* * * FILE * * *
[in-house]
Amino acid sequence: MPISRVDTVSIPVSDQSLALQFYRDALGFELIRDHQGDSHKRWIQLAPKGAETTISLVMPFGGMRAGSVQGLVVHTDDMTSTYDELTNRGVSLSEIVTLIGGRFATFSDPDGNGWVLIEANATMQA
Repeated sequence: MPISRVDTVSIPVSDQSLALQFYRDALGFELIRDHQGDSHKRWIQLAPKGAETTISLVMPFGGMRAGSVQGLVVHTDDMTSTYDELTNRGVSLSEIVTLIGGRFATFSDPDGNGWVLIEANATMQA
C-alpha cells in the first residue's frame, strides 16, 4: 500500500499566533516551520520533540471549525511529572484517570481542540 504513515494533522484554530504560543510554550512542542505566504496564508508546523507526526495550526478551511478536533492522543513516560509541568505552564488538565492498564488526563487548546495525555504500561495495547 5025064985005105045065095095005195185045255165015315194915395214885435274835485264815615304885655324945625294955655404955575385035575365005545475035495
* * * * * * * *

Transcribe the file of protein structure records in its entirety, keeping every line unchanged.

[in-house]
Amino acid sequence: MPISRVDTVSIPVSDQSLALQFYRDALGFELIRDHQGDSHKRWIQLAPKGAETTISLVMPFGGMRAGSVQGLVVHTDDMTSTYDELTNRGVSLSEIVTLIGGRFATFSDPDGNGWVLIEANATMQA
Repeated sequence: MPISRVDTVSIPVSDQSLALQFYRDALGFELIRDHQGDSHKRWIQLAPKGAETTISLVMPFGGMRAGSVQGLVVHTDDMTSTYDELTNRGVSLSEIVTLIGGRFATFSDPDGNGWVLIEANATMQA
C-alpha cells in the first residue's frame, strides 16, 4: 500500500499566533516551520520533540471549525511529572484517570481542540 504513515494533522484554530504560543510554550512542542505566504496564508508546523507526526495550526478551511478536533492522543513516560509541568505552564488538565492498564488526563487548546495525555504500561495495547 5025064985005105045065095095005195185045255165015315194915395214885435274835485264815615304885655324945625294955655404955575385035575365005545475035495